Notifications: uselessness of
deriziotis at gmail.com
Wed Mar 4 10:18:11 GMT 2009
2009/3/3 Marius Gedminas <marius at pov.lt>:
> On Tue, Mar 03, 2009 at 03:47:17PM +0100, Laurent wrote:
>> I my personal experience (which is limited to have installed 5 Ubuntu's
>> on non-expert friend's computers), I have the same impression. The users
>> divide in two categories
>> 1. the ones who say "updates ? I don"t care; even security holes : there
>> are no viruses on Linux and even with viruses, I don't care : I have
>> nothing to hide on my computer, no personal data, no agenda, nothing"
>> 2. the ones who care.
>> We all agree here that the reasons invoked by the first group are
>> terribly wrong, and are the result of deep misunderstanding of many
>> points in general informatics... however...
> And then there are ones who don't understand and are scared by every
> unfamiliar window and just click on 'Cancel' by default, thinking it's
> the safer choice. You could consider them to be part of group (1).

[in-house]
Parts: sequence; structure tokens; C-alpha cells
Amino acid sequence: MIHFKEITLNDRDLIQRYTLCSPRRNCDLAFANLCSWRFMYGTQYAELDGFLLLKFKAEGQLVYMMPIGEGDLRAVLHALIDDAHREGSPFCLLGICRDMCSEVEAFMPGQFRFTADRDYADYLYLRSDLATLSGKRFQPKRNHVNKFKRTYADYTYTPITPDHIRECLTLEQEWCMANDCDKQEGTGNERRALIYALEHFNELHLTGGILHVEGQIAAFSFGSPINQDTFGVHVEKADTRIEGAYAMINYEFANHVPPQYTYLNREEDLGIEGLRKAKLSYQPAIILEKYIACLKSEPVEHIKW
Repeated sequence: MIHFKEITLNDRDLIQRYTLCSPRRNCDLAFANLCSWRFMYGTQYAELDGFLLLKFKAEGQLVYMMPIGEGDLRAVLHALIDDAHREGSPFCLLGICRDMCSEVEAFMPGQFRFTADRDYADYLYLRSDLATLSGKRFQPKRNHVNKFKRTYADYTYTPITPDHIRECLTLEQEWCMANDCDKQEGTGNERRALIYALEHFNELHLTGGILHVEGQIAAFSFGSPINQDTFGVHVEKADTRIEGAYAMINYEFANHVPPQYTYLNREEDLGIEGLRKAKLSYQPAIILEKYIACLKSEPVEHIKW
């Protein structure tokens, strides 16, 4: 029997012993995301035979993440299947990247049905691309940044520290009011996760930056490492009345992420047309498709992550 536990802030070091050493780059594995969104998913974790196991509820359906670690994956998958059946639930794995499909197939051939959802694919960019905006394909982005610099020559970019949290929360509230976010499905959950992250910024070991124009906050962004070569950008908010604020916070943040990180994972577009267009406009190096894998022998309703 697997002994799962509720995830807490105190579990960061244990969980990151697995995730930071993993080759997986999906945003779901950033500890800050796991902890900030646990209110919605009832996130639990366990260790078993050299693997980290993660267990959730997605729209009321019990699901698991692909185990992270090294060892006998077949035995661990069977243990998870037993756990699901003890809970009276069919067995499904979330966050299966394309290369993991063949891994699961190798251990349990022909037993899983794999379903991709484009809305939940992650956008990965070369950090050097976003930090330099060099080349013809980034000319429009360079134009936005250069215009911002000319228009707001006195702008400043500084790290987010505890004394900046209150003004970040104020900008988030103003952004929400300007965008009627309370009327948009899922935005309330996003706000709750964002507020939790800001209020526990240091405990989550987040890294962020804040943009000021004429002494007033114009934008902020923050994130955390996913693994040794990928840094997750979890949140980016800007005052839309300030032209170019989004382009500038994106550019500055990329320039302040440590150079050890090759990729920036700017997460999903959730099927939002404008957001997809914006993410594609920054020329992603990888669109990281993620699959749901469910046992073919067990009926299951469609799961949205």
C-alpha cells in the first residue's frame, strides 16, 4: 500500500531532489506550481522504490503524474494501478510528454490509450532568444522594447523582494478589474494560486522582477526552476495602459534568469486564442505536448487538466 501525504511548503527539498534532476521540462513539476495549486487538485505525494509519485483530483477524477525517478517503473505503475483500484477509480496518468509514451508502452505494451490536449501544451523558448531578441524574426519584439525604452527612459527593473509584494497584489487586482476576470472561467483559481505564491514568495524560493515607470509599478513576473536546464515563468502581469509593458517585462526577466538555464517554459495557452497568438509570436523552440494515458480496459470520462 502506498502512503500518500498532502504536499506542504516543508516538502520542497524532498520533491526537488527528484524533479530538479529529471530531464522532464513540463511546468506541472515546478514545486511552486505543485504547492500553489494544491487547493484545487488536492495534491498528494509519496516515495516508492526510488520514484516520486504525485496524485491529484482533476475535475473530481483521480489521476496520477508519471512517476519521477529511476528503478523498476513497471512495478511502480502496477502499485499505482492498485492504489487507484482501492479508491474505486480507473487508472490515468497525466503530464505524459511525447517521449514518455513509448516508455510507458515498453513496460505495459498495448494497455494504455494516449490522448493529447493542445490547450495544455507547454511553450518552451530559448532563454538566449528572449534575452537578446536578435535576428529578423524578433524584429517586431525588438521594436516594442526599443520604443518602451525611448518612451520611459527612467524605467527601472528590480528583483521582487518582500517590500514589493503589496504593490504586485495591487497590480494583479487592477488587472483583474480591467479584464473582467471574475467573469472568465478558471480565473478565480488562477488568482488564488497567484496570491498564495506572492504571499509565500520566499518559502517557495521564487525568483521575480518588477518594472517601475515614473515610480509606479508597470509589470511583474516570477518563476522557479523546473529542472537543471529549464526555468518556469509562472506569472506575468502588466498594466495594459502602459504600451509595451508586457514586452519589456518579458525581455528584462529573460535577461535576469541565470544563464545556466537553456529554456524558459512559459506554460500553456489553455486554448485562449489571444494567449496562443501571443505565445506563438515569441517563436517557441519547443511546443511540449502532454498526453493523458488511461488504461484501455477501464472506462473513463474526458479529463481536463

>> The first group will NEVER make the updates, a part with an automatic
>> system which don't even notify. What we need to do for them is
>> *education*; there are no real technical way to make them aware of
>> the updates.
>> For the second group, the small old icon which appears is sufficient.
>> I personally don't know people in an intermediate state between these
>> two categories. I suppose there exists some ... but I fear that they are
>> very few.
>> My two cents
>> have a good afternoon
>>  btw, if someone knows a text that can explain me how to be
>> persuasive in explaining that security updates are needed for everybody,
>> I'm interested. Although I try very hard, I never succeeded to make that
>> point clear in the head of non-expert users.
> Have you tried appealing to their sense of civic responsibility? If
> somebody takes over their machine, they could use it to attack other
> people on the Internet/send spam/etc.
I'm sorry, I cannot in good conscience advise any non-technical person
to install updates on their own. If I were to do this, and something
broke, I would have to go out and fix it right there and then, and
considering how little time I have, this is not an option.
When it comes to installing updates for people I provide support to, I
will only ever do it myself, and when I am prepared to spend the time
to fix anything that may break.
First thing I do once I have a fresh install ready and working on a
non-techie's computer, is disable the Update Notifier.
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